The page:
Obesity increases the risk of complications during pediatric procedural sedation. The risk of being underweight has not been evaluated in this arena.
Researchers therefore investigated the association of body mass index ( BMI ) with sedation dosing and adverse events in children across a range of BMIs.
A total of 1976 patients ages 2 to 21 years old with oncologic diagnoses underwent lumbar punctures and/or bone marrow aspirations.
All children received a standard adjunctive dose of Ketamine before sedation with Propofol.
Weight categories were stratified by BMI percentile: underweight less than 5%, normal weight 5% to 85%, overweight more than 85%, and obese more than 95%.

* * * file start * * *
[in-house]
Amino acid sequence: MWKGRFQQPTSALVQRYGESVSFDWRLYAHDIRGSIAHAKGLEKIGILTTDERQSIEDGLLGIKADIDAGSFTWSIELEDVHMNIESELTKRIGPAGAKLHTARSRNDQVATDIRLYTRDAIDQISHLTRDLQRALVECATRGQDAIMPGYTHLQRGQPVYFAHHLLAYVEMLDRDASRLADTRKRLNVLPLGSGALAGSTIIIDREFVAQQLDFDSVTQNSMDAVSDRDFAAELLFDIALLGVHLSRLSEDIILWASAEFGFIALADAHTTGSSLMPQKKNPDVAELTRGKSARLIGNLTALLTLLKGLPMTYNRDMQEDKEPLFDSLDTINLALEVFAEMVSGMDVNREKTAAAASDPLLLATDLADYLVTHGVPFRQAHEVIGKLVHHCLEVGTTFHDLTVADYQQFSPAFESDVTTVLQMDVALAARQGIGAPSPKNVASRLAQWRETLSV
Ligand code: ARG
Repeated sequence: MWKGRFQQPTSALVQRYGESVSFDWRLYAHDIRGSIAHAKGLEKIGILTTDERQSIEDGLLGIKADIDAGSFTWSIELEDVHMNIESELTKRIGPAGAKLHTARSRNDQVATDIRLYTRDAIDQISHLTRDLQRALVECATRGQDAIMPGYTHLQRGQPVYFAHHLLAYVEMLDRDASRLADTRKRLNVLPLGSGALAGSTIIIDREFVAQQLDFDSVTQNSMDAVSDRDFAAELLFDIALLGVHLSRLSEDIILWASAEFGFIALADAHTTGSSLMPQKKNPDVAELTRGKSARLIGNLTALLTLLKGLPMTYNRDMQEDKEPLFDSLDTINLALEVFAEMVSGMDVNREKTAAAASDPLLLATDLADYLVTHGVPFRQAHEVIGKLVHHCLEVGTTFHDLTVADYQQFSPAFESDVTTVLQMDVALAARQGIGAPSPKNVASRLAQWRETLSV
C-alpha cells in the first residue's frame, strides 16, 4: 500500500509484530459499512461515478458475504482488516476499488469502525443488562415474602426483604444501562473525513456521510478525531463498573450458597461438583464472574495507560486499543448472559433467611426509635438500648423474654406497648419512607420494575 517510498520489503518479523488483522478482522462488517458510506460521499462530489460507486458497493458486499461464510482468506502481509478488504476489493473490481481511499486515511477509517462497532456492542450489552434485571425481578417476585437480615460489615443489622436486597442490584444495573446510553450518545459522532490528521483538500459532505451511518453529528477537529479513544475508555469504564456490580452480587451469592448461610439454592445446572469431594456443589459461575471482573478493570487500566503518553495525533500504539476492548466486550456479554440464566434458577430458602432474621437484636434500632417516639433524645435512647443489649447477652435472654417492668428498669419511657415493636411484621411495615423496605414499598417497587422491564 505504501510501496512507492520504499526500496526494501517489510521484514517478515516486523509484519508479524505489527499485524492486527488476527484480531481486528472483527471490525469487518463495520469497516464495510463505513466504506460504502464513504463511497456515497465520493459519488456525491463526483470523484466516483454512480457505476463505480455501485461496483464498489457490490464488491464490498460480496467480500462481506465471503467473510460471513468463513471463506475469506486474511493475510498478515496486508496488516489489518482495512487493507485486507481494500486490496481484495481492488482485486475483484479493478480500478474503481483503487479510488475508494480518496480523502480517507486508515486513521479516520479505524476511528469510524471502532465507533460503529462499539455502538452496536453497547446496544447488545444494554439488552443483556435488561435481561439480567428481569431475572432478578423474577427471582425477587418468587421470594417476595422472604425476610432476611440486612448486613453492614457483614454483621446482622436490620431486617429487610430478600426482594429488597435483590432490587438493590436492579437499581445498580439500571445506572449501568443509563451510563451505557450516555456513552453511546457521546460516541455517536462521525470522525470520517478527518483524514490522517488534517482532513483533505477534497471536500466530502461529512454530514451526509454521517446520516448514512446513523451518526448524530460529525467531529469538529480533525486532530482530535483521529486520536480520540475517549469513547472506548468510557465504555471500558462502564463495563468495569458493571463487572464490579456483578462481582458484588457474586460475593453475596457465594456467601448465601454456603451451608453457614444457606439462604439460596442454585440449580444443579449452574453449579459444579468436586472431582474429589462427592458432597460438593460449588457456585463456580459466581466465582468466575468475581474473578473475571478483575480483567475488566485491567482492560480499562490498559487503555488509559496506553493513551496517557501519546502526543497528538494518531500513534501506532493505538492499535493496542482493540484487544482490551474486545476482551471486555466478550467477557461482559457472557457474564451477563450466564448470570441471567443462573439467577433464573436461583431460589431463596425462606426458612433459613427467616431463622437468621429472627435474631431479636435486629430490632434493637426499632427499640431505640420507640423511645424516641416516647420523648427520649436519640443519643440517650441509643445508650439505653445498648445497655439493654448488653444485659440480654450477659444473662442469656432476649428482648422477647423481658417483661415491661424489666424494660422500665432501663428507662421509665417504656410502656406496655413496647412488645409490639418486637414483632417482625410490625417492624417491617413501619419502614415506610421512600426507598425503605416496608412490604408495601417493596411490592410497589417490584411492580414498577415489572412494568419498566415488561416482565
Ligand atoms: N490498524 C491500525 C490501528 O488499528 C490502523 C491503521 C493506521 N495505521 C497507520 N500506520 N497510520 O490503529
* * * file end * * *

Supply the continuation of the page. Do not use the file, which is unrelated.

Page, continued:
There were no differences in Propofol dosing for procedural sedation between patients who were normal weight and underweight.
However, children who were overweight and those who were obese used less Propofol compared with children who were normal weight ( P less than 0.01 ).
Children who were underweight had a higher proportion of adverse events overall relative to those children of normal weight ( P less than 0.001 ).
In contrast, there was not an increase in adverse events for patients who were overweight and obese.
In conclusion, children who are overweight and children with obesity who require deep sedation can undergo successful sedation with lower Propofol dosing relative to children of a normal weight.
This dosing strategy may help to mitigate the risks associated with sedating patients who are obese.
Notably, children who were underweight had an increased rate of complications despite receiving an equal amount of sedation compared with patients who were normal weight. This should alert the clinicians to the risks associated with sedating children who are underweight. ( Xagena2017 )
Rogerson CM et al, Hosp Pediatr 2017;7:542-546